Homophobia

Most of my childhood took place in the 1960s and early ’70s. In those days it was considered OK to hate “queers” and use that word as a term of abuse, and the only gays (though that word hadn’t yet been co-opted) that one saw on television were outrageously camp, thus rendering them “harmless”. (If you saw one you could avoid him in plenty of time). It is little wonder that, deep in the recesses of my mind, I became tainted with homophobia.

It has been suggested, by some “straight” people,  that I should be ashamed of this taint. I disagree. In order to fight against bigotry, one must first identify even the smallest trace of it. Knowing where it begins, one can engage one’s brain and realise the stupidity of bigotry.

When he appeared on BBC’s Question Time, the British Nazi Party’s Nick Griffin said that if he saw two men kissing he’d ‘feel weird’. To a small extent I would agree with him, but unlike Griffin I don’t think such sights should be in any way discouraged. That weird feeling is my problem, and Griffin’s, and anyone else’s that feels the same way. Gays and lesbians should be afforded the same rights, at all levels of society, as everyone else. If that becomes the norm the emotionally damaged and bigoted among us, unwilling to think, will be the exceptions being stared at.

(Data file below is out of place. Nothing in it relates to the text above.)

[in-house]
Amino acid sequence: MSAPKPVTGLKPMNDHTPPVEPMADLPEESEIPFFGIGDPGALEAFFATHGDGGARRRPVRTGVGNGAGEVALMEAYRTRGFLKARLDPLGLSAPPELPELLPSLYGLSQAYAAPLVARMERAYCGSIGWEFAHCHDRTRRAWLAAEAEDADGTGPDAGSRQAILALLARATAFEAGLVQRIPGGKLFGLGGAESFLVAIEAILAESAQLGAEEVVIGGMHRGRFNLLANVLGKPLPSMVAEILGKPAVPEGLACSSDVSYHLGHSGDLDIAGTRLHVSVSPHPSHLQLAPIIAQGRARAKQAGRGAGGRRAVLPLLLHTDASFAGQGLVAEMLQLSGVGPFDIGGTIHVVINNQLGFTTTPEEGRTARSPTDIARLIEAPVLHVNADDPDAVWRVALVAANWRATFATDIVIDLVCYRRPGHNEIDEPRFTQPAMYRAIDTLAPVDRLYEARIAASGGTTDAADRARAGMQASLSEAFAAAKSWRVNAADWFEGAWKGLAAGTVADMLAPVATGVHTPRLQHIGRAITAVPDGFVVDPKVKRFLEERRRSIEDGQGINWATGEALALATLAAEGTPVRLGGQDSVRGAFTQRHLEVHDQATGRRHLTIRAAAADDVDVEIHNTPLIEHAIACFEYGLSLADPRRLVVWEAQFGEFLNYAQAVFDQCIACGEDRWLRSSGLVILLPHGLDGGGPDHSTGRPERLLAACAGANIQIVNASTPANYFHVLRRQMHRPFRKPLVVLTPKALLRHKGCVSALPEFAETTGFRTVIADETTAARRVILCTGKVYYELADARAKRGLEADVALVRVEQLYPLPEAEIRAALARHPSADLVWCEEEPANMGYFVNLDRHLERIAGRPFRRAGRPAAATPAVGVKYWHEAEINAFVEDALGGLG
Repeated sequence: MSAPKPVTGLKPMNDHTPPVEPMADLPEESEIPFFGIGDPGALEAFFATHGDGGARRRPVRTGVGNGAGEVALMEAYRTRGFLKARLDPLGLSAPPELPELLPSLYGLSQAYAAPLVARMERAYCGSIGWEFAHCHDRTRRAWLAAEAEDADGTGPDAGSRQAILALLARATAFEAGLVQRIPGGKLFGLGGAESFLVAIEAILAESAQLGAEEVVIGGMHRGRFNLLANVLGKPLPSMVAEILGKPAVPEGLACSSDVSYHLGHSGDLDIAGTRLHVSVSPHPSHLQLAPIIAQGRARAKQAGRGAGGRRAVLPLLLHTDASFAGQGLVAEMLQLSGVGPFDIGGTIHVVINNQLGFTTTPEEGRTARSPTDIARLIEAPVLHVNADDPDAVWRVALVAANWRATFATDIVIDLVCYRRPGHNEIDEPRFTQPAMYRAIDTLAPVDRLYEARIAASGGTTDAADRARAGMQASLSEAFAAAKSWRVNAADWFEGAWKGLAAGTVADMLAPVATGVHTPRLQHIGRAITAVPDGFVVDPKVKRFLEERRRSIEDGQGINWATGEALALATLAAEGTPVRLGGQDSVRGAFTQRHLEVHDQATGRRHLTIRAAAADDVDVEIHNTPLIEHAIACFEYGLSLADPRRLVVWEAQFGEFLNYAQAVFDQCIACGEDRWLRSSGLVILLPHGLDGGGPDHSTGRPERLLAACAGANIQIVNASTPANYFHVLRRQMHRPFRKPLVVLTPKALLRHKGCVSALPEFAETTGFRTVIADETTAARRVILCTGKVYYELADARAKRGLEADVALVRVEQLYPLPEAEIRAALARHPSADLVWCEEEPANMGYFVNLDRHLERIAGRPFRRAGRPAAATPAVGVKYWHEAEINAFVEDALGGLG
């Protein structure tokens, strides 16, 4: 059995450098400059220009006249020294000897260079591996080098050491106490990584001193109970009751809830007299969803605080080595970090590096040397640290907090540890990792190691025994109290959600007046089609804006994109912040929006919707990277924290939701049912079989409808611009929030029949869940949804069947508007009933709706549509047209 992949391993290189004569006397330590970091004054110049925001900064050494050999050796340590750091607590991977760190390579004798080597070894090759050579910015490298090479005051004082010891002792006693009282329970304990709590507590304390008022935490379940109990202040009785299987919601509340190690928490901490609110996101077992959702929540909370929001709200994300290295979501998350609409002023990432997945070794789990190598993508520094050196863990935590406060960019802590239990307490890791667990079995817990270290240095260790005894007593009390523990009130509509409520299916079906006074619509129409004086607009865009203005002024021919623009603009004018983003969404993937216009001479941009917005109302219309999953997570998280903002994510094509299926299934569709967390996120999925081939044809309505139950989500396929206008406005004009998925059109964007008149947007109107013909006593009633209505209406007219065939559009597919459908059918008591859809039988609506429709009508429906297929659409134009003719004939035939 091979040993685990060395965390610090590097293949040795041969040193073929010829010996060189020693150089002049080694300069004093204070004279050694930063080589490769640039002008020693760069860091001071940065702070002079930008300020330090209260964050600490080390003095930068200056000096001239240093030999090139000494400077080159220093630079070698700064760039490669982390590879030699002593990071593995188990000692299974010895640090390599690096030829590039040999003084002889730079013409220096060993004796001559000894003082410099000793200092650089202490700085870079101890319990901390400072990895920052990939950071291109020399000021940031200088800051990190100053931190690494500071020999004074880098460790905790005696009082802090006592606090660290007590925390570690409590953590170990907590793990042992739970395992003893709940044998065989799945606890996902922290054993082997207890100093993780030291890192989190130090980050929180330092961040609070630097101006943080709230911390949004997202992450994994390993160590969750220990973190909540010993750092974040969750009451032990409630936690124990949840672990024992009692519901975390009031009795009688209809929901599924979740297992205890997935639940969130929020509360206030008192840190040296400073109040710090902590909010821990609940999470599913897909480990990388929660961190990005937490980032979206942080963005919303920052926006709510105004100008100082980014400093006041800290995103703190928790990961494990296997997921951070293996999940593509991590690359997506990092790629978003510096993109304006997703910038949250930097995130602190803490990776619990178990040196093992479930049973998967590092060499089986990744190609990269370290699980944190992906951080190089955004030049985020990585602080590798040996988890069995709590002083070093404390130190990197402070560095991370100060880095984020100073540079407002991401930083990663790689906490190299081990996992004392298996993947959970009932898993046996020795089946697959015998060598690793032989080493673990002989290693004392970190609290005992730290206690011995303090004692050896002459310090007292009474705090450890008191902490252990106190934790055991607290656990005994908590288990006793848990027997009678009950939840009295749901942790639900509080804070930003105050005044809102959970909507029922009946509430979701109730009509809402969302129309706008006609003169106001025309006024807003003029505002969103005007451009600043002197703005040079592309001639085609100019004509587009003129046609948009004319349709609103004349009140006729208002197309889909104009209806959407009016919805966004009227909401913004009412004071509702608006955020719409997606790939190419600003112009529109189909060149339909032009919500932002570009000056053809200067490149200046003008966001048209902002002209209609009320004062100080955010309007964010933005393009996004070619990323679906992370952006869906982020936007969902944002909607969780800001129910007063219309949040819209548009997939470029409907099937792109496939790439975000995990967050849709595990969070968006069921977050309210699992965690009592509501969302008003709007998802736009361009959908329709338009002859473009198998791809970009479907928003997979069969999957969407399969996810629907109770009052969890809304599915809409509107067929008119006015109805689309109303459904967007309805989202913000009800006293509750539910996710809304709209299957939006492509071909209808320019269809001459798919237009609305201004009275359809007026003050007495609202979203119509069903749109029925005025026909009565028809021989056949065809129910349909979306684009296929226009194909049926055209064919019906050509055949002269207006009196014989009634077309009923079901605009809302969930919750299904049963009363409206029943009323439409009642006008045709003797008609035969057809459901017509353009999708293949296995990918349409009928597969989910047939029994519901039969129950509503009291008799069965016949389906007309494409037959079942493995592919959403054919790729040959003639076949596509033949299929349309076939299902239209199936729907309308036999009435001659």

I would, and should, be ashamed if I just accepted the heritage of my youth, and turned my discomfort into hatred, rather than confronting it.

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3 responses to “Homophobia

  1. Oh, and thanks for the first comment on my new blog!

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  2. I’ve given it a lot of thought over the years and I don’t have a definitive answer as to why it feels weird, but part of it I’m sure is conditioning, particularly in childhood. As I indicated, homophobia was the accepted norm when I was growing up. Equal rights for gays, enshrined in law, might lead to those rights being recognised by all but the most misanthropic and bigoted.
    Maybe we can’t entirely overcome what makes us uncomfortable, but it doesn’t hurt to try. I’ve found my attitudes have changed. Most of my discomfort now when talking with gay people is the worry that I’ll be patronising, rather than the disgust that is evident in most of the homophobia I see displayed.

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  3. this is very interesting, I wonder if you can pinpoint exactly what it is you find “Weird” about it. Do you think we can overcome things we can find uncomfortable?

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